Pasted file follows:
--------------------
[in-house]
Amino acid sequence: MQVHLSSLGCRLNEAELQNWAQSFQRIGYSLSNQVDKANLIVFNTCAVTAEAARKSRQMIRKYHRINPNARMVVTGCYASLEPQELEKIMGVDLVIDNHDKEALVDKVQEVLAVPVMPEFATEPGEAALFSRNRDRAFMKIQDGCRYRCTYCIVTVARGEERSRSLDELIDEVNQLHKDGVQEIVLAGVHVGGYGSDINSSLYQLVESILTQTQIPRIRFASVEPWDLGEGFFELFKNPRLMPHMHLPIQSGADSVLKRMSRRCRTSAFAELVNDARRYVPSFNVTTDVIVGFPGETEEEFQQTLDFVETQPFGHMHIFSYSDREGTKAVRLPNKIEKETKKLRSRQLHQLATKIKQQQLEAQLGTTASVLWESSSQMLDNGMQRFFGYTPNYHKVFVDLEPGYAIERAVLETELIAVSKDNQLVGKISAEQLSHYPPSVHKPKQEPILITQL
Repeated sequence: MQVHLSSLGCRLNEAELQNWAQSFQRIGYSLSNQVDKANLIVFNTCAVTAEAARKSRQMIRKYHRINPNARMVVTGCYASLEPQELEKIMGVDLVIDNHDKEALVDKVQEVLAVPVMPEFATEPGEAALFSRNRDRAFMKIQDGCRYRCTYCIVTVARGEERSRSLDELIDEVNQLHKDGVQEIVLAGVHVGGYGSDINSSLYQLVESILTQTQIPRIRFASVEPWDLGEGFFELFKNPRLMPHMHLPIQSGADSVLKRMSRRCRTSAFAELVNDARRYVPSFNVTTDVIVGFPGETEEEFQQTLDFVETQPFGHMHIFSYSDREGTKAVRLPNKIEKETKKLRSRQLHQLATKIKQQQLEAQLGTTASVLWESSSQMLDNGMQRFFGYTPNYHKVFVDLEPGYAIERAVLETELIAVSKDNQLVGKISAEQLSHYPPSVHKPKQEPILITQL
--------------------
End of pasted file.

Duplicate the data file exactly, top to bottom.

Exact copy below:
[in-house]
Amino acid sequence: MQVHLSSLGCRLNEAELQNWAQSFQRIGYSLSNQVDKANLIVFNTCAVTAEAARKSRQMIRKYHRINPNARMVVTGCYASLEPQELEKIMGVDLVIDNHDKEALVDKVQEVLAVPVMPEFATEPGEAALFSRNRDRAFMKIQDGCRYRCTYCIVTVARGEERSRSLDELIDEVNQLHKDGVQEIVLAGVHVGGYGSDINSSLYQLVESILTQTQIPRIRFASVEPWDLGEGFFELFKNPRLMPHMHLPIQSGADSVLKRMSRRCRTSAFAELVNDARRYVPSFNVTTDVIVGFPGETEEEFQQTLDFVETQPFGHMHIFSYSDREGTKAVRLPNKIEKETKKLRSRQLHQLATKIKQQQLEAQLGTTASVLWESSSQMLDNGMQRFFGYTPNYHKVFVDLEPGYAIERAVLETELIAVSKDNQLVGKISAEQLSHYPPSVHKPKQEPILITQL
Repeated sequence: MQVHLSSLGCRLNEAELQNWAQSFQRIGYSLSNQVDKANLIVFNTCAVTAEAARKSRQMIRKYHRINPNARMVVTGCYASLEPQELEKIMGVDLVIDNHDKEALVDKVQEVLAVPVMPEFATEPGEAALFSRNRDRAFMKIQDGCRYRCTYCIVTVARGEERSRSLDELIDEVNQLHKDGVQEIVLAGVHVGGYGSDINSSLYQLVESILTQTQIPRIRFASVEPWDLGEGFFELFKNPRLMPHMHLPIQSGADSVLKRMSRRCRTSAFAELVNDARRYVPSFNVTTDVIVGFPGETEEEFQQTLDFVETQPFGHMHIFSYSDREGTKAVRLPNKIEKETKKLRSRQLHQLATKIKQQQLEAQLGTTASVLWESSSQMLDNGMQRFFGYTPNYHKVFVDLEPGYAIERAVLETELIAVSKDNQLVGKISAEQLSHYPPSVHKPKQEPILITQL